On top of running a successful daytime bakery, Marta is still peddling proper pasta in the evenings. When you order, the eye-catching cacio e pepe will definitely be a tempting choice. But we have our eye on the amatriciana with guanciale and pecorino.
There’s a famous Roman pasta dish called cacio e pepe. It’s just Pecorino Romano, black pepper and sometimes butter – a simple, easy delight. And it’s a highlight of the menu at Marta, which specialises in Roman cuisine. Owner Flavio Carnevale (who also runs Popolo) uses pepper from North Queensland, Pepe Saya butter, DOP Pecorino and pasta made in house.
For something classic try the house-baked bread; pinza (a flatbread-like pizza made with a mixed-grain dough imported from Italy); or a carnaroli rice, octopus ragu and olive risotto.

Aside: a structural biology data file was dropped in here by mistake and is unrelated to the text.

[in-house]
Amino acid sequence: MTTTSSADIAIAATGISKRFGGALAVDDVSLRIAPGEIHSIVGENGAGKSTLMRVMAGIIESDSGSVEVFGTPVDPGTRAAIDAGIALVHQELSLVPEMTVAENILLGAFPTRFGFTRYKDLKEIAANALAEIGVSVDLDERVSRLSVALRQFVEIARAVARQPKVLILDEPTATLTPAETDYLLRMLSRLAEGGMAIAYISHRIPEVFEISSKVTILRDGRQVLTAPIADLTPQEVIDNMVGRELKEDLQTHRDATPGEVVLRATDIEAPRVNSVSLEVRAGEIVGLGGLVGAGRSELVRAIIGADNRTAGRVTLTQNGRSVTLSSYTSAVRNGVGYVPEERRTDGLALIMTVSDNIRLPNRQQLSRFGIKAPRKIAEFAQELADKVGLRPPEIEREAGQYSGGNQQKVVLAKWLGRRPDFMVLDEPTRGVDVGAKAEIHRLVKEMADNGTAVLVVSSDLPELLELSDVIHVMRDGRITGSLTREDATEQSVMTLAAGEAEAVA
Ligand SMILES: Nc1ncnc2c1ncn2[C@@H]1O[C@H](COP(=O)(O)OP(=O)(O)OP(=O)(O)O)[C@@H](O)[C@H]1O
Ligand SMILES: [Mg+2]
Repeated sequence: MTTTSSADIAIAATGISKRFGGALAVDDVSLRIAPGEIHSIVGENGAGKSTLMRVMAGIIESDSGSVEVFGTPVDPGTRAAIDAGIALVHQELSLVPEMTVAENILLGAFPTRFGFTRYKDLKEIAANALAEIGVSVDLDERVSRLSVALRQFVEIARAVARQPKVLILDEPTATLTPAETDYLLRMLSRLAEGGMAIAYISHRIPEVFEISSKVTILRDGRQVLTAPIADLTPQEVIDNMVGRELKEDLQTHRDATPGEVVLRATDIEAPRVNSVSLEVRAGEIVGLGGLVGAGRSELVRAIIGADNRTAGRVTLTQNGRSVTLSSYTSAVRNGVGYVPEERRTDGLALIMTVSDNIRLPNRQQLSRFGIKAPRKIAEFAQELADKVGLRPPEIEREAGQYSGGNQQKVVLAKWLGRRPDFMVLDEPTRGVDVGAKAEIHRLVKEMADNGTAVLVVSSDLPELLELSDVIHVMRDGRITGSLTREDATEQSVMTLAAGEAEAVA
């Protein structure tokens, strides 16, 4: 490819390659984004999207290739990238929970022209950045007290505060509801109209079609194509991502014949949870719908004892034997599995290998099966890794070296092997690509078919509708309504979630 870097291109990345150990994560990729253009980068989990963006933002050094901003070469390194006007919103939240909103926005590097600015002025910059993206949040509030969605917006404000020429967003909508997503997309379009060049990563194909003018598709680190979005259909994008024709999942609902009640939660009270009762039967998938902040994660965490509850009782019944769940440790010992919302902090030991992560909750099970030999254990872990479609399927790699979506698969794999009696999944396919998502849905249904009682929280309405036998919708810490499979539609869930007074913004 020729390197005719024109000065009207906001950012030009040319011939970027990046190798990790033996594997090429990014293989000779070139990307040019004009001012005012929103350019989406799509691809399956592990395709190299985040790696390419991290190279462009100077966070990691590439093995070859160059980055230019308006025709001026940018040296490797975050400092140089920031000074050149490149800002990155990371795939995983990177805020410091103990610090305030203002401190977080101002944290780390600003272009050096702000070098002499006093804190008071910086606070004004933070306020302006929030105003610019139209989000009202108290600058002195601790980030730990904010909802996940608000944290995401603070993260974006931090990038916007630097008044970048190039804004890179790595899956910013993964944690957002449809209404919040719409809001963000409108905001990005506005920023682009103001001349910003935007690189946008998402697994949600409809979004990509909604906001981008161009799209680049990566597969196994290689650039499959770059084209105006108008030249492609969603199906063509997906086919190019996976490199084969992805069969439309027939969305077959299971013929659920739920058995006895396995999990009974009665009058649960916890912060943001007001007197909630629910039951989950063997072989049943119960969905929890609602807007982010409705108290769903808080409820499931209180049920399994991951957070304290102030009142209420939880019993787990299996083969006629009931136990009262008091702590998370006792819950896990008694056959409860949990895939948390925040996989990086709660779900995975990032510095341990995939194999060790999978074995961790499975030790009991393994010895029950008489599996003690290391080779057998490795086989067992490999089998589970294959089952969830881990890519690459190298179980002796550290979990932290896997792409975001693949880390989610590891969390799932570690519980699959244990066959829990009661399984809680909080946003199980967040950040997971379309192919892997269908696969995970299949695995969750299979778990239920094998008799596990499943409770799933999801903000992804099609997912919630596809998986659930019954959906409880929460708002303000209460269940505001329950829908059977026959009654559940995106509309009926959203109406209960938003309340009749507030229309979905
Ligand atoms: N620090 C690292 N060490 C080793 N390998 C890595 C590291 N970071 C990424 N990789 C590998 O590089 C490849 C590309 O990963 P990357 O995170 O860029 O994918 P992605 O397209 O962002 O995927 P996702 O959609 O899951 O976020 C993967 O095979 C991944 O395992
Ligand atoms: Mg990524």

The drinks list has a similar balance. Many of the wines are from Lazio (the region Rome is in). And innovative biodynamic producers share the page with more classic bottles. The cocktail list mixes the expected Italian range (Aperol spritz, Negronis etc.) with some fun tweaks.
Although the space has a dark colour palette it’s well-lit, open-air and can provide different experiences; regular tables are complemented by a good amount of bar seating and outdoor dining.
A recipe from Marta is featured in The Broadsheet Italian Cookbook. Buy your copy at shop.broadsheet.com.au.